No call from Jerry. He’s supposed to call. I’m not exactly surprised.
The vibe here has shifted. I went to his show last night, at an outdoor food court the casino calls “Seminole Paradise,” and afterward, he said he’d call me in a little bit so we could get a drink. But he didn’t call. Instead, he went to a steakhouse with Avalon and Avalon’s bandmates — Avalon had just stepped off the stage at Hard Rock Live — and when I eventually walked into the steakhouse and sat down at the big boys’ table, it was like something in the room had died. Jerry was nice to me, welcoming as always, but it was clear I had pissed off Avalon. I drank a quick cup of coffee, talked to Jerry about a plan for today, and took off.
Our plan: Drive to an ultra-exclusive resort called Lago Mar (“It’s an oceanfront view, you’ll flip”) where Jerry’s thinking about buying some property. Nicholas Pileggi, the screenwriter of Goodfellas and Casino, has encouraged Jerry to write his life story so that Pileggi can buy the film rights, and Jerry needs a getaway where he can speak his life into a voice transcriber.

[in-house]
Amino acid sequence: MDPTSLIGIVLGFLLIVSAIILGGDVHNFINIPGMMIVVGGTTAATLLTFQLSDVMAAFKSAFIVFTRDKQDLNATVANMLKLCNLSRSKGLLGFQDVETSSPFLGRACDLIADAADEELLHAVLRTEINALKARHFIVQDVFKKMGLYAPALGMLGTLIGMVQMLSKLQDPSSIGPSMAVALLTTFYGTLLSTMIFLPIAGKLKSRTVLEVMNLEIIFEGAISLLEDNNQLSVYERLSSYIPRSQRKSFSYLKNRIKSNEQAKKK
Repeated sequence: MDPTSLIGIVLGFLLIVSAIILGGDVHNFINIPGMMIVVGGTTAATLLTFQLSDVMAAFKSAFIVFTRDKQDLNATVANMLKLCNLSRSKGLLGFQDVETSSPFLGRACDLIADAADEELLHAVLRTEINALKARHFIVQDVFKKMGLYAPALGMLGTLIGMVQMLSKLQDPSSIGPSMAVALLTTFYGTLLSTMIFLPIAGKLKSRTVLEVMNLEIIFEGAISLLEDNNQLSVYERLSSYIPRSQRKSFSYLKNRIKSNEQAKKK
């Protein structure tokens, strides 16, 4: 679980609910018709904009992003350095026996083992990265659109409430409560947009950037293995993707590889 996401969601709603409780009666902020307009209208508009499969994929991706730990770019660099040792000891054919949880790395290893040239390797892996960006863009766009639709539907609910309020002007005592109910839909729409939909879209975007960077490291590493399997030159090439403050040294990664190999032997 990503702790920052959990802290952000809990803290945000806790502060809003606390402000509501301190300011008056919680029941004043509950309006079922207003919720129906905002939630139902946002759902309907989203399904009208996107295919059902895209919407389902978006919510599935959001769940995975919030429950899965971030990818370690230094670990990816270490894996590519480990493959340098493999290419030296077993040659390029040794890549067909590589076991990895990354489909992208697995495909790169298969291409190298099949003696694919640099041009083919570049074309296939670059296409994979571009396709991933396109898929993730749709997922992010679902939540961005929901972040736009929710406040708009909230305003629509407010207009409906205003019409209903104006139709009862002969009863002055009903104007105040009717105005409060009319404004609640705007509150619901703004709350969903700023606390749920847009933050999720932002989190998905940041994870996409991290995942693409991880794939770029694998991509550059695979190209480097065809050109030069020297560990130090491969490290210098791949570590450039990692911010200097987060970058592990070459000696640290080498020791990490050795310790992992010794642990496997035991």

But no call. Was it my iTunes comment? Something else? The trivia thing, maybe — catching Avalon in a mistake? Or does Avalon, understandably, just want to shoot the shit with Jerry without a reporter tagging around? For whatever reason, I appear to be exiled from the tribe.
Secretly, I’m glad for the downtime. Despite the 40-year age difference between me and the Geator, I can’t keep up with him.
Later on, I walk over to the Seminole Paradise to watch Jerry’s show. He spots me and says, “You look well-rested, Jason.” Then he arranges for me to have dinner with Connie Francis while he finishes up his set.
“He sends me macaroni, boxes of homemade macaroni, every Christmas,” Francis says. “It’s great.”